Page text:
Saturday, July 12, 2008

Cow Farts

Do we really think that this is the main cause of global warming?

Friday, July 11, 2008

Defending Sweatshops

Along the lines of Recycling...

Penn & Teller: Defending Sweatshops


Where does Depken find this shit? Where did Penn & Teller find these morons?

Penn and Teller Recycling Test

Thursday, July 10, 2008

Sounding Black versus Sounding Red

An interesting post from the Freakonomics blog: Blacks who "sound black" earn about 10% less than blacks who "sound white;" whites who "sound black" earn 6% less than whites who "sound white," and; it's almost as "bad" for your wages to "sound southern" (redneck) as it is to "sound black" (even if you live in the south). I wonder how much it costs to sound foreign?

It sort of reminds me of Levitt's (author of Freaconomics) articles on "name discrimination." Some have suspected that people with "distinctively black" names, a trend that began to emerge in the 1970s, earn less. Levitt (and coauthor Fryer find no such discrimination, which is interesting in light of the finding that voice distinctiveness does lead to discrimination.

In turn, this reminds me of my own job application process. My last name is Bang. It's a Danish name, but I'm frequently confused (on paper) with being Korean (in person, my Scandanavian heritage is clear at 6'3" with relatively fair skin). Once, after I had actually obtained a job and had been working a couple months, my employer confessed his own initial misgivings about hiring me to teach for fear of a possible accent or language barrier (on account of my Korean name). At a conference, I was about to meet a Korean colleague for breakfast (he had invited me blindly), and he was surprised that when he met me I was white (he still paid, but I think his intent was to help out a "countryman"). I also get loads of junk mail from Korean Air.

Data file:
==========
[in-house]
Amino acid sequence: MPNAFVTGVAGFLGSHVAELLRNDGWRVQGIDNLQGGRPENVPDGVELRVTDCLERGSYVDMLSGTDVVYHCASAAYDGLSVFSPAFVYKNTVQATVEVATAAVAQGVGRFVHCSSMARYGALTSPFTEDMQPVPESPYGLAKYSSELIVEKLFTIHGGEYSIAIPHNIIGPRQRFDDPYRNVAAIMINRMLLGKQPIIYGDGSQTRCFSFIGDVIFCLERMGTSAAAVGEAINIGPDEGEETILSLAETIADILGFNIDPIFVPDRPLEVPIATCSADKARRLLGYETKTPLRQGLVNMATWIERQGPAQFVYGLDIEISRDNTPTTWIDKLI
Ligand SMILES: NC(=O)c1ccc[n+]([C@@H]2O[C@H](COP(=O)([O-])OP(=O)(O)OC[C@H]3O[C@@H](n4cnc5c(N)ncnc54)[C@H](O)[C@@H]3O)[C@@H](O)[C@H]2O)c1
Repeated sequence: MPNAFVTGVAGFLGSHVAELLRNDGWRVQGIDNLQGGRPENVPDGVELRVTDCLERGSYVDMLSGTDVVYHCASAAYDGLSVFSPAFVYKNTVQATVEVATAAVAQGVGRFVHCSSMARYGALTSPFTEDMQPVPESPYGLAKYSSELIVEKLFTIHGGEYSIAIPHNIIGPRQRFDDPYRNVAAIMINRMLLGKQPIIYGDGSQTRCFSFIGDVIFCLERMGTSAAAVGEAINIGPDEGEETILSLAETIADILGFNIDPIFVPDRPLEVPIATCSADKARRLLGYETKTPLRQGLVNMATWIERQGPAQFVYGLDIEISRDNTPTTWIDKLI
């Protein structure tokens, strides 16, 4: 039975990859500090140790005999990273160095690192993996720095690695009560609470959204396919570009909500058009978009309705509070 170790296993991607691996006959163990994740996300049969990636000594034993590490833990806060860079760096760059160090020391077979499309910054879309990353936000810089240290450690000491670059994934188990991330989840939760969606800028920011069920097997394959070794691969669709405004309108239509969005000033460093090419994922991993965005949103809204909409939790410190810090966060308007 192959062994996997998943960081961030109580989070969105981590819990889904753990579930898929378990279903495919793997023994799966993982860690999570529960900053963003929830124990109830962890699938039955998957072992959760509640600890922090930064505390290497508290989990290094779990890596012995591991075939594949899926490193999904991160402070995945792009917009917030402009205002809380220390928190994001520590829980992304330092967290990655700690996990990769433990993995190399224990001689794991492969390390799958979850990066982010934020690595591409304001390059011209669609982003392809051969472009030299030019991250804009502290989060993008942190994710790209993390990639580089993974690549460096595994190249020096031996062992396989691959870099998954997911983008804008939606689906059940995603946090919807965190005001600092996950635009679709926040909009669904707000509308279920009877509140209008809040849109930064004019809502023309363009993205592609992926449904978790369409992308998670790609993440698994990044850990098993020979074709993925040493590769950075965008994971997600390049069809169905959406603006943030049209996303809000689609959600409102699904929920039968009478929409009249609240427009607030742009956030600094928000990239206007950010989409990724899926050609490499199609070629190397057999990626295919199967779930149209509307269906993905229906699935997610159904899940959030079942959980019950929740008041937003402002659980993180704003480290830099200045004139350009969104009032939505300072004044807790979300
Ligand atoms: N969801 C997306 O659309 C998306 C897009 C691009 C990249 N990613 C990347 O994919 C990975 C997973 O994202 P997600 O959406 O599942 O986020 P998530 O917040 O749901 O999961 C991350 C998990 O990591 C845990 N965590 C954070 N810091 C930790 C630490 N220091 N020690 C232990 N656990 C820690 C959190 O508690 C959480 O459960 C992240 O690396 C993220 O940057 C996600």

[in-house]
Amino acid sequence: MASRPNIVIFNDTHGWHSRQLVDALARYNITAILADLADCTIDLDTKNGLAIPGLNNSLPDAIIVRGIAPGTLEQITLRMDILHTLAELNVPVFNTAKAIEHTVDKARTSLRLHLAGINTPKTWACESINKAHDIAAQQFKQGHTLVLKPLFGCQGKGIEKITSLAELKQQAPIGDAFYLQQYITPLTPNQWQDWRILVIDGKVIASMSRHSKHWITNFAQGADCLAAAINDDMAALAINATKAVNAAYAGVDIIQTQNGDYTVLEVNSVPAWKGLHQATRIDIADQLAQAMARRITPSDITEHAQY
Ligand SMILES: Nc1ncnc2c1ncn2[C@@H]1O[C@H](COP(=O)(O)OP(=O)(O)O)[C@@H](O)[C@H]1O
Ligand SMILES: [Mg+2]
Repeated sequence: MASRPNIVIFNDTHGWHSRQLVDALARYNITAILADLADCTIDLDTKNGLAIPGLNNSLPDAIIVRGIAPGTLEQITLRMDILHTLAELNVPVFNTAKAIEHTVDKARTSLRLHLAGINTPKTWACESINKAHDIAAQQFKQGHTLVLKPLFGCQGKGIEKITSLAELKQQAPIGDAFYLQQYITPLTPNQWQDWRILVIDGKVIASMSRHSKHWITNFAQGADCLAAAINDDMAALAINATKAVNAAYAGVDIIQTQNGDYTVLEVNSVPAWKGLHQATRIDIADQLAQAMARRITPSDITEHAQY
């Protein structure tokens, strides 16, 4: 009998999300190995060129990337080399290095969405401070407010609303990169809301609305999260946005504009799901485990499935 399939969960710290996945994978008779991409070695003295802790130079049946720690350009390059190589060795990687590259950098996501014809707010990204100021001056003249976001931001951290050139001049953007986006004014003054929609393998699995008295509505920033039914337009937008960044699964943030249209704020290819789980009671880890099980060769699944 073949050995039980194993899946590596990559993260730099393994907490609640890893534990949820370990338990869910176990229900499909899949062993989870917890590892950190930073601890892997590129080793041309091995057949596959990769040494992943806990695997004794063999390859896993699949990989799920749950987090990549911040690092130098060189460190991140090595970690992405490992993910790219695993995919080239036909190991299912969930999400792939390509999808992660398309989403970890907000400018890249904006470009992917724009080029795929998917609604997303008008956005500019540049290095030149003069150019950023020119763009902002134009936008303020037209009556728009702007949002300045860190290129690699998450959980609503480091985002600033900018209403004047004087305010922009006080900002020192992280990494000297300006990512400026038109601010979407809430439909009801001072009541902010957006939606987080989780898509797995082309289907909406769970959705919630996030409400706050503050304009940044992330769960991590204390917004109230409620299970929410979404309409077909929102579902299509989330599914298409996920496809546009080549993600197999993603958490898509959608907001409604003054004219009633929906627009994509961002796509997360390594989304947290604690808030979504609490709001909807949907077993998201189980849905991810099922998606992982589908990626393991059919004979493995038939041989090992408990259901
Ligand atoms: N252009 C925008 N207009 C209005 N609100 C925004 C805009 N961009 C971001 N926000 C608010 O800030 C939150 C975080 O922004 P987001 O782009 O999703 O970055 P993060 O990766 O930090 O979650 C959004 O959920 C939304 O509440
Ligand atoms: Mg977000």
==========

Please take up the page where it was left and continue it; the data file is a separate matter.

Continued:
In an unrelated story my last name (Bang) was initially rejected by a social networking site for being "fake" and "inappropriate."

Tuesday, July 8, 2008

RE less than C

It's all about the costs. The key reason renewable energy hasn't hit yet is not feasibility or technology, it's cost. Biofuels ("chemurgies") have been in production since the 30s by Henry Ford. But, The whole key is that it 'R'-enewable 'E'-nergy's cost be less than 'C'-oal's, RE<C. Now, it turns out that wind might be meeting that condition - IF coal's emissions are priced according to current UN recommendations. Right now coal costs about $0.05 per kilowatt; wind costs $0.08. With the carbon dioxide cost of $30 per ton, coal's total cost would be about $0.08.

Please, recognize that a credit to wind to bring its cost DOWN to 0.05/kw would not be equivalent. It would push down the net cost of consuming all energy, including coal-based sources, and would not achieve the dual objective of finding new energies and reducing total emissions now.

Orient Depress

I've said for a while that to keep net exports in surplus, China would have to do some pretty crazy things to keep from accumulating stockpiles of undervalued dollars and prevent speculation on the fixed yuan. Inflows of paper currency recently surpassed FDI inflows as the main offsetting factor to China's Current Account (trade) surplus. Here's some recent evidence.

So, basically they're: (1) forcing banks to hold almost twice their usual reserves, in dollars so that the CB doesn't pile them up (contractionary), and; (2) print more yuan to meet demand and curb speculation (expansionary/inflationary). Add fuel prices and price controls into the mix, and we've got a nice recipe for stagflation.